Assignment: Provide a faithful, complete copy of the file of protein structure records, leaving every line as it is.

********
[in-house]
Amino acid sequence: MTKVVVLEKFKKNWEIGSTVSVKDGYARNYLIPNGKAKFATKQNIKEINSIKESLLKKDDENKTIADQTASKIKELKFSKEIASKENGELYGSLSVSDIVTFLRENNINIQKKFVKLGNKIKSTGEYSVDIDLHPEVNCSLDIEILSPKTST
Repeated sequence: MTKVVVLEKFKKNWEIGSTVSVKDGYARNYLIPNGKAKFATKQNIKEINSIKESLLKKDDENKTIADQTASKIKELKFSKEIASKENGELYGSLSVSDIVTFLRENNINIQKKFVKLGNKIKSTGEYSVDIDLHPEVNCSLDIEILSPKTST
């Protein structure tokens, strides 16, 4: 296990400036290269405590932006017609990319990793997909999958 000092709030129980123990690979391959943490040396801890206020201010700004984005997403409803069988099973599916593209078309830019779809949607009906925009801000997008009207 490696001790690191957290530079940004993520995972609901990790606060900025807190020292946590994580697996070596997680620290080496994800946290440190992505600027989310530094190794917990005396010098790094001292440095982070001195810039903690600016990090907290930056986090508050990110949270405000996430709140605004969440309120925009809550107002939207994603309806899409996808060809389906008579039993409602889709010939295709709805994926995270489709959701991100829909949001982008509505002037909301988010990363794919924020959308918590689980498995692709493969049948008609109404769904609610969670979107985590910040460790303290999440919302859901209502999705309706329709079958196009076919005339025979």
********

[in-house]
Amino acid sequence: MTKVVVLEKFKKNWEIGSTVSVKDGYARNYLIPNGKAKFATKQNIKEINSIKESLLKKDDENKTIADQTASKIKELKFSKEIASKENGELYGSLSVSDIVTFLRENNINIQKKFVKLGNKIKSTGEYSVDIDLHPEVNCSLDIEILSPKTST
Repeated sequence: MTKVVVLEKFKKNWEIGSTVSVKDGYARNYLIPNGKAKFATKQNIKEINSIKESLLKKDDENKTIADQTASKIKELKFSKEIASKENGELYGSLSVSDIVTFLRENNINIQKKFVKLGNKIKSTGEYSVDIDLHPEVNCSLDIEILSPKTST
């Protein structure tokens, strides 16, 4: 296990400036290269405590932006017609990319990793997909999958 000092709030129980123990690979391959943490040396801890206020201010700004984005997403409803069988099973599916593209078309830019779809949607009906925009801000997008009207 490696001790690191957290530079940004993520995972609901990790606060900025807190020292946590994580697996070596997680620290080496994800946290440190992505600027989310530094190794917990005396010098790094001292440095982070001195810039903690600016990090907290930056986090508050990110949270405000996430709140605004969440309120925009809550107002939207994603309806899409996808060809389906008579039993409602889709010939295709709805994926995270489709959701991100829909949001982008509505002037909301988010990363794919924020959308918590689980498995692709493969049948008609109404769904609610969670979107985590910040460790303290999440919302859901209502999705309706329709079958196009076919005339025979």